SC judges revolt against CJI – Judiciary at crossroads

DECCAN CHRONICLE. | NGR PRASAD
Published Jan 13, 2018, 3:32 am IST
Updated Jan 13, 2018, 7:45 am IST
Four of the senior-most judges of the highest court have come out in the open to address the media as to what ails the Supreme Court.
 It is telling that that the judges in their joint letter to the CJI have emphasized on the CJI being the first among equals.  (Photo: DC)
  It is telling that that the judges in their joint letter to the CJI have emphasized on the CJI being the first among equals.  (Photo: DC)

What has happened in the Supreme Court on Friday is something extraordinary and unprecedented. Four of the senior-most judges of the highest court have come out in the open to address the media as to what ails the Supreme Court. Their explanation is that they have been compelled to do so because the Chief Justice of India refused to listen to their viewpoint and that if matters were allowed to drift, posterity would blame them. It all relates to the constitution of benches and composition of judges being done at the whim and caprice of the CJI thereby undermining the fairness of the institution on which the bedrock of democracy rests. It is telling that that the judges in their joint letter to the CJI have emphasized on the CJI being the first among equals.  

The latest flashpoint in the conflict among the judges can be traced back to the Medical College case where serious allegations were leveled against the bench which was hearing the matter. Unsurprisingly, the CJI was a part of that bench. Justice Chelameshwar, on a petition seeking an investigation by a SIT into the allegations, referred it to a constitution bench. Overnight, the CJI set aside this order and constituted a three judge bench of his choice and asserted his position as the master of the roster. Subsequently, a fine of Rs 25 lakh was imposed on Prashant Bhushan. This issue raised serious questions on the constitutional propriety of the CJI’s act.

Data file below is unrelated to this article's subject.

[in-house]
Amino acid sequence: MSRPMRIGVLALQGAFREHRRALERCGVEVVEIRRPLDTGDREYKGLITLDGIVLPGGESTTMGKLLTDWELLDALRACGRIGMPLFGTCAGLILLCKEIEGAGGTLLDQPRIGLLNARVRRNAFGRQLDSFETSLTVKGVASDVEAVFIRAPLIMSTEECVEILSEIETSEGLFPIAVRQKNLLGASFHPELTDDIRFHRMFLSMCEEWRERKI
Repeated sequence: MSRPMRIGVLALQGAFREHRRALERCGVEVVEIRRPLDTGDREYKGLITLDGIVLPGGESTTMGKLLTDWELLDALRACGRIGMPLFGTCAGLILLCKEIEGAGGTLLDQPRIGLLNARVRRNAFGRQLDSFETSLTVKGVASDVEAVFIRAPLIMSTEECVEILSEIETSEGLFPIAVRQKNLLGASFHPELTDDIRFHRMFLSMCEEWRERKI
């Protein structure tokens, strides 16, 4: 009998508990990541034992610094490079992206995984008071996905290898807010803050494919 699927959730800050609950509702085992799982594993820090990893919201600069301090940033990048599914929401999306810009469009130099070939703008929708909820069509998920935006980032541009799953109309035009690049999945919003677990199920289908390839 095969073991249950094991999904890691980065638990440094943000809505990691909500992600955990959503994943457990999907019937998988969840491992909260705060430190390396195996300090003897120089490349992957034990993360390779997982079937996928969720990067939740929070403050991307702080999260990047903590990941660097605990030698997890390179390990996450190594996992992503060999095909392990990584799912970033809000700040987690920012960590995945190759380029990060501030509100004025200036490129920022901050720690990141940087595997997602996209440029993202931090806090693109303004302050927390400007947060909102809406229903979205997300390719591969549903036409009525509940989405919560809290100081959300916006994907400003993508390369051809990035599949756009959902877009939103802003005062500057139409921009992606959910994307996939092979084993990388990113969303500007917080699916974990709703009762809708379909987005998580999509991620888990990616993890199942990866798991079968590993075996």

The problem of the Chief Justice deciding matters on his own has its origins in the second judges case where the Supreme Court said that the executive had no voice in the appointment of judges and the collegium consisting of judges alone would decide on the appointment of judges. In 2015, the National Judicial Appointments Commission providing for a wider consultation in the judiciary too was struck down with the exception of Justice Chelameshwar who held that there should be a broader consensus. This exposed the fissures between the judges of the highest court. It is this lack of democratic functioning in the Supreme Court which is being complained of. 

A cross section of the bar and the bench feel that the matter could have been settled otherwise than being brought out into the open. It must be said that the four respected judges must have pondered over their options deeply and rightfully thought that informing people of the country of the goings in the Supreme Court would implore the CJI to discuss and bring about changes in the interest of the healthy functioning of the institution. Viewed in such a context, the act of the judges deserves to be appreciated.

Therefore, what the senior-most judges have done on Friday shows their utmost concern for the institution and democracy. It is indeed a red letter day in the history of democracy as the Supreme Court has always been the last bastion of democracy. Having come to the public domain, perhaps corrective measures will follow. 





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